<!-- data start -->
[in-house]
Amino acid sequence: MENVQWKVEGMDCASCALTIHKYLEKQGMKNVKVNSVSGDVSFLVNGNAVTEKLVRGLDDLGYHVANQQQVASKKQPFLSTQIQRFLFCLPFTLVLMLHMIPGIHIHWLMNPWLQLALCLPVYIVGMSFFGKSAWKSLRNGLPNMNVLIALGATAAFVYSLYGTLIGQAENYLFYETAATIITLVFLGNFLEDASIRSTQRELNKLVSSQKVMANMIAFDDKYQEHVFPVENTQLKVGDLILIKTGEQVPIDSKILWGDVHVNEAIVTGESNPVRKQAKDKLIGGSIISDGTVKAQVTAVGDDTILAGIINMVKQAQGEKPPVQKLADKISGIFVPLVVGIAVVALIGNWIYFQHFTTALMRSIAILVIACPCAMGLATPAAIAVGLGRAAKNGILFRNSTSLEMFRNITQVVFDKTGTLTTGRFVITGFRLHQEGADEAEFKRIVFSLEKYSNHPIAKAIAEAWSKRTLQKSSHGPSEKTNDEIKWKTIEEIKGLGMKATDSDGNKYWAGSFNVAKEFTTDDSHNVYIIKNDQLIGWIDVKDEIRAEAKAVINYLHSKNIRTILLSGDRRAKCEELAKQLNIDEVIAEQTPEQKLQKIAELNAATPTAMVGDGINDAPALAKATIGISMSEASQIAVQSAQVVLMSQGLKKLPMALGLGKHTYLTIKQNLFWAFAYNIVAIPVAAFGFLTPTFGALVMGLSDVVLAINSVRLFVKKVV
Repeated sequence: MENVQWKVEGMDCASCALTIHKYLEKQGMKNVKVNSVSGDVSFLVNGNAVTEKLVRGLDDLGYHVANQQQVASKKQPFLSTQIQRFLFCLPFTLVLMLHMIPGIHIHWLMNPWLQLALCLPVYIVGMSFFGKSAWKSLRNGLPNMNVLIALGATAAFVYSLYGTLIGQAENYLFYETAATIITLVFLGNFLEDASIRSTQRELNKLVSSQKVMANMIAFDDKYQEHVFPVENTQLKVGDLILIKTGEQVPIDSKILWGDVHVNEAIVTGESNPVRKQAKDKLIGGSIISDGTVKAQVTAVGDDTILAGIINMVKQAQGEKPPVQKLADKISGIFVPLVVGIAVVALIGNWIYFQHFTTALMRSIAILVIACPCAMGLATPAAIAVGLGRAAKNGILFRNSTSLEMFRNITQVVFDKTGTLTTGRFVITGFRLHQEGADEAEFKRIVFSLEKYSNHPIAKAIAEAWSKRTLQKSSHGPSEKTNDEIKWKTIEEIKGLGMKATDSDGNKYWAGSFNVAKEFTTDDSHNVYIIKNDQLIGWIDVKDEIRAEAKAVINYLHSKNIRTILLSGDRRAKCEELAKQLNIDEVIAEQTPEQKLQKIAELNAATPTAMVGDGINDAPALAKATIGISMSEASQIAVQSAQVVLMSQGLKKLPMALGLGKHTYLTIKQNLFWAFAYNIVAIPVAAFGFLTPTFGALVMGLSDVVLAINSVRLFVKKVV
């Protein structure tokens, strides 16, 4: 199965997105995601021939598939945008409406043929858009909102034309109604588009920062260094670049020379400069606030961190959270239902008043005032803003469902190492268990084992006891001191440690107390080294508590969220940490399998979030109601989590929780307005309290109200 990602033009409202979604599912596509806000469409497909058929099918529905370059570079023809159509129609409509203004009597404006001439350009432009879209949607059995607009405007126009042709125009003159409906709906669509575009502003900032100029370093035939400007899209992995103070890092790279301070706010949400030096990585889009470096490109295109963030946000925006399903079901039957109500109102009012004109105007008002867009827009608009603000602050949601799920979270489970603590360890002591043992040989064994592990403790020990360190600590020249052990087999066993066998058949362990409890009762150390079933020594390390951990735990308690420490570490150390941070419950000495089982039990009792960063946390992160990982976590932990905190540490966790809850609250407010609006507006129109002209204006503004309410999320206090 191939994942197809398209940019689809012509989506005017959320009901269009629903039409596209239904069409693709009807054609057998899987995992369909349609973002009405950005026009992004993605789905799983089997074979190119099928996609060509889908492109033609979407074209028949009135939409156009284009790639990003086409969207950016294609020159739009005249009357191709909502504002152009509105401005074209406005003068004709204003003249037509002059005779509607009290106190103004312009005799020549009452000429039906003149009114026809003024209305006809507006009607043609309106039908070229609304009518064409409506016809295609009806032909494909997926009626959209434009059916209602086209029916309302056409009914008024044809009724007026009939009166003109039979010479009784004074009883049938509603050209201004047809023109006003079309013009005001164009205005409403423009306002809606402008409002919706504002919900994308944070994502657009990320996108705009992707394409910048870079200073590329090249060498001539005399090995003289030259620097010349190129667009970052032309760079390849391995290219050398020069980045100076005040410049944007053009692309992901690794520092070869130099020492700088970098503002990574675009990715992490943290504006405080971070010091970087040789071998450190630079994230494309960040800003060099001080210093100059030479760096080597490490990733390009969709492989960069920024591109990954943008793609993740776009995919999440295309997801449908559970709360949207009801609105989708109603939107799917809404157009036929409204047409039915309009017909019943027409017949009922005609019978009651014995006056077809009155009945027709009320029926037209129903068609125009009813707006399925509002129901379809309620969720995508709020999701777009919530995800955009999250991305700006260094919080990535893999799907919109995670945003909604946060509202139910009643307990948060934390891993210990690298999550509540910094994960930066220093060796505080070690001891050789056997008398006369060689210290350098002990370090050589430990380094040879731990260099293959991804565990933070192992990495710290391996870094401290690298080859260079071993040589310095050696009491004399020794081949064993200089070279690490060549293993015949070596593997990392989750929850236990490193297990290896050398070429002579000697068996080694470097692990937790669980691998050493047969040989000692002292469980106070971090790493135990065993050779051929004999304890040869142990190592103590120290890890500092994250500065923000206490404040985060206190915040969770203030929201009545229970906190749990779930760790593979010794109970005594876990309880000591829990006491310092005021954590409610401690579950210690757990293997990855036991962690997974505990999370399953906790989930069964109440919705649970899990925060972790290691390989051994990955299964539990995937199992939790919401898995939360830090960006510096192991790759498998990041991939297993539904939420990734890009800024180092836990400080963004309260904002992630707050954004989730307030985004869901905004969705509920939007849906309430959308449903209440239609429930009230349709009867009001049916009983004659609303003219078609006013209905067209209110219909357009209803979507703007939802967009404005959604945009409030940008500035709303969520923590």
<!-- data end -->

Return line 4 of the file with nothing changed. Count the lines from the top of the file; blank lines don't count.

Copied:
């Protein structure tokens, strides 16, 4: 199965997105995601021939598939945008409406043929858009909102034309109604588009920062260094670049020379400069606030961190959270239902008043005032803003469902190492268990084992006891001191440690107390080294508590969220940490399998979030109601989590929780307005309290109200 990602033009409202979604599912596509806000469409497909058929099918529905370059570079023809159509129609409509203004009597404006001439350009432009879209949607059995607009405007126009042709125009003159409906709906669509575009502003900032100029370093035939400007899209992995103070890092790279301070706010949400030096990585889009470096490109295109963030946000925006399903079901039957109500109102009012004109105007008002867009827009608009603000602050949601799920979270489970603590360890002591043992040989064994592990403790020990360190600590020249052990087999066993066998058949362990409890009762150390079933020594390390951990735990308690420490570490150390941070419950000495089982039990009792960063946390992160990982976590932990905190540490966790809850609250407010609006507006129109002209204006503004309410999320206090 191939994942197809398209940019689809012509989506005017959320009901269009629903039409596209239904069409693709009807054609057998899987995992369909349609973002009405950005026009992004993605789905799983089997074979190119099928996609060509889908492109033609979407074209028949009135939409156009284009790639990003086409969207950016294609020159739009005249009357191709909502504002152009509105401005074209406005003068004709204003003249037509002059005779509607009290106190103004312009005799020549009452000429039906003149009114026809003024209305006809507006009607043609309106039908070229609304009518064409409506016809295609009806032909494909997926009626959209434009059916209602086209029916309302056409009914008024044809009724007026009939009166003109039979010479009784004074009883049938509603050209201004047809023109006003079309013009005001164009205005409403423009306002809606402008409002919706504002919900994308944070994502657009990320996108705009992707394409910048870079200073590329090249060498001539005399090995003289030259620097010349190129667009970052032309760079390849391995290219050398020069980045100076005040410049944007053009692309992901690794520092070869130099020492700088970098503002990574675009990715992490943290504006405080971070010091970087040789071998450190630079994230494309960040800003060099001080210093100059030479760096080597490490990733390009969709492989960069920024591109990954943008793609993740776009995919999440295309997801449908559970709360949207009801609105989708109603939107799917809404157009036929409204047409039915309009017909019943027409017949009922005609019978009651014995006056077809009155009945027709009320029926037209129903068609125009009813707006399925509002129901379809309620969720995508709020999701777009919530995800955009999250991305700006260094919080990535893999799907919109995670945003909604946060509202139910009643307990948060934390891993210990690298999550509540910094994960930066220093060796505080070690001891050789056997008398006369060689210290350098002990370090050589430990380094040879731990260099293959991804565990933070192992990495710290391996870094401290690298080859260079071993040589310095050696009491004399020794081949064993200089070279690490060549293993015949070596593997990392989750929850236990490193297990290896050398070429002579000697068996080694470097692990937790669980691998050493047969040989000692002292469980106070971090790493135990065993050779051929004999304890040869142990190592103590120290890890500092994250500065923000206490404040985060206190915040969770203030929201009545229970906190749990779930760790593979010794109970005594876990309880000591829990006491310092005021954590409610401690579950210690757990293997990855036991962690997974505990999370399953906790989930069964109440919705649970899990925060972790290691390989051994990955299964539990995937199992939790919401898995939360830090960006510096192991790759498998990041991939297993539904939420990734890009800024180092836990400080963004309260904002992630707050954004989730307030985004869901905004969705509920939007849906309430959308449903209440239609429930009230349709009867009001049916009983004659609303003219078609006013209905067209209110219909357009209803979507703007939802967009404005959604945009409030940008500035709303969520923590």